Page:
In Sigalovada Sutta (DN 31), the Buddha said that descendants should frequently honour their departed relatives by making offerings to them. There are 2 ways of attending to the departed ones. One of them is during Qing Ming and the other is the daily or frequent ritual of attending to the ancestral tablets in the house. Usually, the offerings of food in the house is more lavish than that during Qing Ming because it is believed that too lavish a preparation of food offerings during Qing Ming will likely tempt the hungry ghosts around to partake of them as well.

In front of every tomb, there is usually a smaller tomb-like structure. This is to house the guardian spirit of the tomb and must be honoured during Qing Ming as well. This, in summary, is the Chinese belief or perspective of Qing Ming.

I mentioned in my recent book, Honouring the Departed, that some Buddhists are of the opinion that it is not useful to make material offerings to the departed directly but it is more beneficial to offer dana to the Sangha and then transfer the merits to the departed ones. How-ever, I have shown in the book that both making material offerings to the departed as well as sharing merits with them after Sanghadana are practices equally supported by the Pali scrip-tures. In fact, it is difficult to ascertain whether or not our departed relatives have actually received the material offerings or the merits that are shared. Therefore, to create a win-win situation, it is better to do both during Qing Ming. Anyway, the mere act of being filial will also result in good karma.

Therefore, to honour our departed relatives, be it through material offerings or trans-ference of merits, helps create a good store of merits. However, we must always remember to ‘invite’ them to partake in the offering. To illustrate this, I will tell you a story.

There was a forest dwelling Sayadaw in Myanmar who had an aged mother who was a nun. She, however, didn’t die peacefully and as a result, was reborn in a lower plane of existence. Her daughter dreamt that her departed mother requested for offerings of food, clothing and merits. In the dream, her daughter replied that she had already offered these things at the tem-ple. Her mother told her that as she had not been ‘invited’ to partake in the offerings, she could not receive them because the guardian deity of the temple refused to let her in. When consulted, the Sayadaw asked his sister to offer dana once more and this time to remember to ‘invite’ her mother. Subsequently the daughter did not have the dream again.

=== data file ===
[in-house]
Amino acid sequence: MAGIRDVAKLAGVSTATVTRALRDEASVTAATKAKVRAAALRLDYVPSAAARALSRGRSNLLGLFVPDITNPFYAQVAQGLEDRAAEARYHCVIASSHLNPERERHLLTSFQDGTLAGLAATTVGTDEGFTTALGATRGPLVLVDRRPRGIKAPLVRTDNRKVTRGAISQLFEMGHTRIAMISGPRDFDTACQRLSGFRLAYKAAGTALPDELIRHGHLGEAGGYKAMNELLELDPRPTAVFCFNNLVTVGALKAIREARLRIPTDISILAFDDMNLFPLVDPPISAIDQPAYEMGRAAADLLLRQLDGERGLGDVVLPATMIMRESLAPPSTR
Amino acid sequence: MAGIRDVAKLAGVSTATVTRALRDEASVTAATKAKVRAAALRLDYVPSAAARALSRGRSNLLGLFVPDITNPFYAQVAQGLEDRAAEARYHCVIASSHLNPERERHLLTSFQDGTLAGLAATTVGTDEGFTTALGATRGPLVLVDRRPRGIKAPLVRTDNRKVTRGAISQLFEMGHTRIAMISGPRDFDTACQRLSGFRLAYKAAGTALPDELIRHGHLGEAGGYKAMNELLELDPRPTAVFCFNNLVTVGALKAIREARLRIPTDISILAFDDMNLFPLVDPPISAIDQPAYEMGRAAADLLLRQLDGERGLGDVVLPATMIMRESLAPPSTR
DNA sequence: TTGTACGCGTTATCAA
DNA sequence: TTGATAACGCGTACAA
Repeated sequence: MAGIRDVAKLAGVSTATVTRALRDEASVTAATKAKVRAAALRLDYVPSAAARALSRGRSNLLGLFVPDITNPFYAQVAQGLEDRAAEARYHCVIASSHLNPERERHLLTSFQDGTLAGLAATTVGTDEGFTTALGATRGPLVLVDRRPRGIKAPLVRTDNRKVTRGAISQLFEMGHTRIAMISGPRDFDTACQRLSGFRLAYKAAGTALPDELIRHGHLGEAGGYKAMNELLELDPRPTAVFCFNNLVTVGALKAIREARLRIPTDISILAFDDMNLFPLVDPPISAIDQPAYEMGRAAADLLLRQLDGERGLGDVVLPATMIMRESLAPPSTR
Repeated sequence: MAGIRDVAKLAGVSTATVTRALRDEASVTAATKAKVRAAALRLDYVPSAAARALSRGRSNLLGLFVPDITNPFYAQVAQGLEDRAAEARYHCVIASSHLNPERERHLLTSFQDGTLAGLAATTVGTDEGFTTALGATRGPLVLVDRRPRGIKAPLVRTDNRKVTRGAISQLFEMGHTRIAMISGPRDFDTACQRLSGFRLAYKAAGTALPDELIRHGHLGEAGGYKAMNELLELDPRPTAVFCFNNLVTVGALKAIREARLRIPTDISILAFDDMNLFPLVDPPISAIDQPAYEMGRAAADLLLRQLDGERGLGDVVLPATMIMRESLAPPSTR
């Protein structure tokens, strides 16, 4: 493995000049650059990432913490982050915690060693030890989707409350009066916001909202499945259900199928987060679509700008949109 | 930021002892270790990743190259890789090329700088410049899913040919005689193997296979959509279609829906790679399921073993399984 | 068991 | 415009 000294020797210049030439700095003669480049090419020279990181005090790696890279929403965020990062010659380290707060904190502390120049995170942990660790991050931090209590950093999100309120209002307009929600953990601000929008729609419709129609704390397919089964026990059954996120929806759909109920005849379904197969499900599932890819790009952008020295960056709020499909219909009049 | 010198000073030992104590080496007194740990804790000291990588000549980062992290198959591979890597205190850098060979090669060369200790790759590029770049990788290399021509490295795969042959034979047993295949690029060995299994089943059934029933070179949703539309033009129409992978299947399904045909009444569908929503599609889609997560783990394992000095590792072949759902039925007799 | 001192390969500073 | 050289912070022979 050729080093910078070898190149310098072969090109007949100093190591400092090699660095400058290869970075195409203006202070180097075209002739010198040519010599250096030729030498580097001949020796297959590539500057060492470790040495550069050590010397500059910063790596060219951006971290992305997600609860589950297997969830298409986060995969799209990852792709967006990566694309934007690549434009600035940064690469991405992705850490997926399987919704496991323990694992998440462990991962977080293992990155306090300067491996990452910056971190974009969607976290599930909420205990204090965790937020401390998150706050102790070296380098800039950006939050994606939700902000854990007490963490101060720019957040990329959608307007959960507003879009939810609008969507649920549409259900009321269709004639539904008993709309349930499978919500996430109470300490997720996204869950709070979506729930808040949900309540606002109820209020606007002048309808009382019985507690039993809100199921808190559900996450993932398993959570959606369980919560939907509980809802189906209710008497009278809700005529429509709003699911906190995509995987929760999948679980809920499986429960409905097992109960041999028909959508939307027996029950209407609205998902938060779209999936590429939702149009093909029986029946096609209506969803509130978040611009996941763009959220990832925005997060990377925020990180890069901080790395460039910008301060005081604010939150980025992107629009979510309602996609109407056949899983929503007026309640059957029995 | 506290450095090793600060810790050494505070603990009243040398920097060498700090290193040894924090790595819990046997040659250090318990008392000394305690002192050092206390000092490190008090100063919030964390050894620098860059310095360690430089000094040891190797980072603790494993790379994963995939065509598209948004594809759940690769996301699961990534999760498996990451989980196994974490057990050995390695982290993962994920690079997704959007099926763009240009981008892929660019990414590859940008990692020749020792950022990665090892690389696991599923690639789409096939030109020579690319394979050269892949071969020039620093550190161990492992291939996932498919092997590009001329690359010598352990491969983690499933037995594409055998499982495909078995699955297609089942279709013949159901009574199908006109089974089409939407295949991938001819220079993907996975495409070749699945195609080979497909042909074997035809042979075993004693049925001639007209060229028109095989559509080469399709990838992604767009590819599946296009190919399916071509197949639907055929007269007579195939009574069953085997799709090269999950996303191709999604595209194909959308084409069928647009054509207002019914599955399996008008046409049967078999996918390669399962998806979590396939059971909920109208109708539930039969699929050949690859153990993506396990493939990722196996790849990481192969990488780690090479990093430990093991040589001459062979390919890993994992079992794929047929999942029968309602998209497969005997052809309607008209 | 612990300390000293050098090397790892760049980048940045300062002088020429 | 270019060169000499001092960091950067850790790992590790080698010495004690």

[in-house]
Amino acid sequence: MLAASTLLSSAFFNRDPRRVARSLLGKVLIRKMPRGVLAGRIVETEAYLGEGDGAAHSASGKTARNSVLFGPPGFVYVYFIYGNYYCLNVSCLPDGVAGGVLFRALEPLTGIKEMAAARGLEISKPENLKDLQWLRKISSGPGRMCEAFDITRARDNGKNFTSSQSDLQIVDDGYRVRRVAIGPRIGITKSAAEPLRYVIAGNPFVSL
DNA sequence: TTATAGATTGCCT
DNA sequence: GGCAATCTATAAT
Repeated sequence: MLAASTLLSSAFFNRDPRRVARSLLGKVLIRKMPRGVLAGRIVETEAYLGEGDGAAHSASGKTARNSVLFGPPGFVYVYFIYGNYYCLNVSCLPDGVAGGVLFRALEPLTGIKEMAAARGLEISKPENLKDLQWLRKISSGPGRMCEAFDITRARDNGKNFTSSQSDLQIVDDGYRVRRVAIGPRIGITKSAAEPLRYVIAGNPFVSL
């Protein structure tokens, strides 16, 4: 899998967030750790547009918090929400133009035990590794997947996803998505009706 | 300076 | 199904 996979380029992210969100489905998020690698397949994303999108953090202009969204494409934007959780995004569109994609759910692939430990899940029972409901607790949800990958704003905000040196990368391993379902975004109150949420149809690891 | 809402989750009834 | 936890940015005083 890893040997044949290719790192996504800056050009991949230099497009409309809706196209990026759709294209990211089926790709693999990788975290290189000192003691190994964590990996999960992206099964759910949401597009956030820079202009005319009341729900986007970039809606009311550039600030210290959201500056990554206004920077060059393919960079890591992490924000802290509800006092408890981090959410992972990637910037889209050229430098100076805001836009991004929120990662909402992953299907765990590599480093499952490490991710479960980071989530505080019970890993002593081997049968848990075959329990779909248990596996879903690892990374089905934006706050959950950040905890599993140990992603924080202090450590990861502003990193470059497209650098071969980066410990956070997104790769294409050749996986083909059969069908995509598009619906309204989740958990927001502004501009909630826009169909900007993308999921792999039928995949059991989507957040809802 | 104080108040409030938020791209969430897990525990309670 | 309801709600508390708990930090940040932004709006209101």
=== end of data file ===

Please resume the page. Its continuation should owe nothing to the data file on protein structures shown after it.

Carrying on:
The offering of dana is, however, not the only manner of merit-making available. It is in fact, one of the lowest kinds. The highest form of merit-making is through vipassana meditation, followed closely by metta meditation. In between, there are many other different ways of making merit. We can also accumulate merits when we give to welfare organizations, donate blood or pledge our organs, take the 5 or 8 precepts and the 3 refuges, print Dhamma books (for the gift of Dhamma excels all other gifts), listen to the Dhamma, teach the Dhamma, do chanting or give voluntary service. Many devotees like to offer food dana but, sad to say, very few will come forward to serve in the many different committees where they are most needed. There is merit obtained when you provide dwelling for the Sangha. Very soon, TIMS will be shifting and they will need money to build the new centre. Donating to the building fund is a good source of merits because one is helping to create conducive conditions for people to practise vipassana meditation, the highest form of worldly merit.

I hope that today, you have learnt meaningful ways to honour your departed relatives, i.e. through merit-making. Please don’t forget to share your merits with your departed relatives and all other beings.

Scroll to Top
Scroll to Top